Asset Depreciation (3 of 4) – Manage Depreciation Schedules

The third and fourth page looking at the features of asset depreciation in Maximo are both detailed and focused on the actions in the Assets application. This third topic takes a deep dive into the Manage Depreciation Schedules action. The fourth page will focus on the Swap Depreciation Schedule and Split Depreciation Schedule actions and also what happens when you move an asset.

Manage Depreciation Schedules

The Depreciation section of fields is based on object DEPRECIATION:

The DEPRECIATION object is shared between the Assets, Asset Templates and Item Master applications and has attributes for the key fields as follows:

The Schedule Definition table window is based on table DEPSCHED and allows multiple depreciation schedules to be linked to the same asset, asset template or item master record.

If null, then the depreciation periods will be on the anniversary of the start date

An asset can have multiple depreciation schedules. For example, a car can depreciate based on how old it is, and how many miles you drive. The asset depreciates 75% of value by DATE period type using SL calculation over 5 years and depreciates 25% of value by METER period type using SL calculation over same period. If there are multiple depreciation schedules, then they do not need to be based on the same method (SL or DDB).

If the period type is DATE the Meter Periods section’s attributes are read-only and empty. If the period type is METER the Date Periods section’s attributes are read-only and empty.

A depreciation schedule can be deleted.

Asset Depreciation – Entity Diagram

There are 6 tables involved in depreciation:

Asset Depreciation – Other Points

Starting, Removing and Deleting asset depreciation

In the Assets application when you use the Manage Depreciation Schedules action on an asset and change the start date then on the History Tab you get a second CREATION record. This is for a new asset = 2122 generated from our Asset Template DUMPTRUCK. You can see I changed the start date only one minute after generating the asset at 18:05. The two records that you see in the bottom table window called “Schedule” are actually tied to the history record by the Change Date. In this case they are reflecting the top highlighted row with a change date of 01/04/20 18:04.

If I move to the second record in the table window you can see that the Start Date on Schedule 1018 is 01/01/17.

There are two check boxes for Remove Depreciation and Delete Depreciation. I have selected Removed Depreciation and pressed the OK button and you get the information message “BMXAA92211 – Are you sure you want to remove this depreciation schedule from the asset?”.

After pressing the Yes button to the warning and then on returning to the Manage Depreciation Schedules dialog you can see that both depreciation schedules have been removed, the salvage amount has been blanked and a new depreciation ID is referenced. On the History tab there is still a record of what has occurred over time. There is now a REMOVED history record and if I selected it you would see the two depreciation schedule records that were active immediately before the point when they were removed.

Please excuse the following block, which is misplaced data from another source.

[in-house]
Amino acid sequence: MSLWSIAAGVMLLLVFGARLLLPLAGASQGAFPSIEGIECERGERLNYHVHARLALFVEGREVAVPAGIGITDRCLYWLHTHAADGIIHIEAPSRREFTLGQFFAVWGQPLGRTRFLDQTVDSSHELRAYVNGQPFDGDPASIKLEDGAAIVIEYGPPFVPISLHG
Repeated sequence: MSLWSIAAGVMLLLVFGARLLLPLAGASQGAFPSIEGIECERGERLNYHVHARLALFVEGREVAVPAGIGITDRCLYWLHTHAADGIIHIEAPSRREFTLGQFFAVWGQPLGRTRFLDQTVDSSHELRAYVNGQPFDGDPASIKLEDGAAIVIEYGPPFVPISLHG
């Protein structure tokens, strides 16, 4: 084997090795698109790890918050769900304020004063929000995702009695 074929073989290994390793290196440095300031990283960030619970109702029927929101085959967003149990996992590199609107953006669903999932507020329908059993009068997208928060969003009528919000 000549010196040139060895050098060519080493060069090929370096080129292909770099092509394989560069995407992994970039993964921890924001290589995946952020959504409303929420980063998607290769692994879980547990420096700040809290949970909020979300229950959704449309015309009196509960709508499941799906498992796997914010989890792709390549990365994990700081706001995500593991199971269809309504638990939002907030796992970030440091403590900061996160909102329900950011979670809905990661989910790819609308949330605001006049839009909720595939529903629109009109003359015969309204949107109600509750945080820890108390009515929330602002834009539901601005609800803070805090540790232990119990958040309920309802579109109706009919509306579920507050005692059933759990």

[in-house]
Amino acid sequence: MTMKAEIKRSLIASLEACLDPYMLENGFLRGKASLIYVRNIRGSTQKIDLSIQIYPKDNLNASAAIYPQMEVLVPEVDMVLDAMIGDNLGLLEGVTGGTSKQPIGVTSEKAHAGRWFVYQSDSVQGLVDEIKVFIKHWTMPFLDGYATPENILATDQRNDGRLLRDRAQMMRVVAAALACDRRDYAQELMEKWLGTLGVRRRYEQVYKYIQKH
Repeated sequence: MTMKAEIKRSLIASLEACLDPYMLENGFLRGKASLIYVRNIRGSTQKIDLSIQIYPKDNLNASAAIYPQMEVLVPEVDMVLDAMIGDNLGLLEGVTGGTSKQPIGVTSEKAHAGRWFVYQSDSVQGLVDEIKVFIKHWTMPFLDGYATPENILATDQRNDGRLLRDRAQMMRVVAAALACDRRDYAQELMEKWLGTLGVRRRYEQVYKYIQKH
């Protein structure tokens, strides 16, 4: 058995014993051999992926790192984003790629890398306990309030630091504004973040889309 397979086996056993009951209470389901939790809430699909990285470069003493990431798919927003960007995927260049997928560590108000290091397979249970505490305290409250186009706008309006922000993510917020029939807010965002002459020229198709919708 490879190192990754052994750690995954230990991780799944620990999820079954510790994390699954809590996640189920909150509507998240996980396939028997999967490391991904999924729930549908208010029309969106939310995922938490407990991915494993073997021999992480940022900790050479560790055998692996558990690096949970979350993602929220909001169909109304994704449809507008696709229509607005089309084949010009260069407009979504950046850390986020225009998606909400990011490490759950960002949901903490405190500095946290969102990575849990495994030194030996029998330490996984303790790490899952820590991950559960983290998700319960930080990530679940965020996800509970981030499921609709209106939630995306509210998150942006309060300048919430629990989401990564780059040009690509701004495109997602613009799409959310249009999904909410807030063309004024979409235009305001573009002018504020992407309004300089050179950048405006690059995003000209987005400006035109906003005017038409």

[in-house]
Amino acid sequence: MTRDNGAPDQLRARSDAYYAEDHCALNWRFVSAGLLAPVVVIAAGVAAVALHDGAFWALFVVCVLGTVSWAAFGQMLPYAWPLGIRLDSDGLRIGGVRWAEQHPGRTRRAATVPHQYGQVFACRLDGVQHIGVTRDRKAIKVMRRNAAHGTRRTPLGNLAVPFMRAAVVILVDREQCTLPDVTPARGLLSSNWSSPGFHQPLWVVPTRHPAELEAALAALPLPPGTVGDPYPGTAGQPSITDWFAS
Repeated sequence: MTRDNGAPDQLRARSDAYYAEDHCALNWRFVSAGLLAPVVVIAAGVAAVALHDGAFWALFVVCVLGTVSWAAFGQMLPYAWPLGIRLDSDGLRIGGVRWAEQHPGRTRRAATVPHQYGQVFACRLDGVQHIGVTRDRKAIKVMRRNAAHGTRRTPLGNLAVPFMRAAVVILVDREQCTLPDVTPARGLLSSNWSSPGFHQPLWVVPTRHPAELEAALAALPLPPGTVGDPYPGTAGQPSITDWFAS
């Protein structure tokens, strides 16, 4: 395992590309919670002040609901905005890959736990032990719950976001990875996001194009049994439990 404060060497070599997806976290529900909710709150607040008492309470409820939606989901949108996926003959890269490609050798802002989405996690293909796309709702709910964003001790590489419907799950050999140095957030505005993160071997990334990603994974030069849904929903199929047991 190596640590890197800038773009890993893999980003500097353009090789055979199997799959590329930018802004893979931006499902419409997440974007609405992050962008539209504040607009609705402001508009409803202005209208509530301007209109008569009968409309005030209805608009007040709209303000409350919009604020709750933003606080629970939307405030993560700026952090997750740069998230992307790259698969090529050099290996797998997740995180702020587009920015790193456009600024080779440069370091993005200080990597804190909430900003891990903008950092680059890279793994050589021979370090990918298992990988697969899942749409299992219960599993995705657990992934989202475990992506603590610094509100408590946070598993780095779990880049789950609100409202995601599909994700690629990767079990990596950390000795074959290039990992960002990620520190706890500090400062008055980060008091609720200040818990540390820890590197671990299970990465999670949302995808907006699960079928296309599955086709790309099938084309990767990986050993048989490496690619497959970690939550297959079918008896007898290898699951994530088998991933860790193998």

For the same asset at 18:33 I created a new schedule based on 12 months with a method of DDB – Double Declining Balance. I had pressed OK which saved the depreciation schedule and then re-entered the Manage Depreciation Schedules dialog. Now I have changed the number of periods from 12 to 18-months. You will receive the warning message “BMXAA9226W – The existing depreciation schedule for this asset will be replaced. Do you want to continue?”

On answering Yes, the dialog closes, but on re-entering there is now an UPDATE on the history tab, this is an update to the depreciation record with an ID of 1023.

The Delete Depreciation checkbox will also give you an information message “BMXAA4125I – Are you sure you want to delete this record?”.

On answering Yes, the dialog closes, and on returning to the Manage Depreciation Schedules dialog the depreciation schedule has been deleted, same as for the Remove Depreciation checkbox, however, this time it has also erased all reference to Depreciation ID = 1023. The history tab just shows the first three records made when the Depreciation ID = 1020. Delete Deprecation does not delete GL Transactions in table DEPTRANS.

To recap:

Both Remove Depreciation and Delete Depreciation sets the current value on the Asset main tab to null. Using the trash can icon to delete the last Schedule Definition record changes the current value to zero. The Current Schedule may be removed and recalculated, for example, if you change the Periods, Period Units, or Calculation Day, but a warning message is provided.

Date and Meter Based Depreciation

The Ratio field determines the schedule’s contribution to the asset’s overall current value. The sum of all schedules’ ratios must equal 100%. 

For date-based depreciation schedules you can either enter:

For meter-based depreciation schedules:

What happens when there are multiple depreciation schedules for the same asset?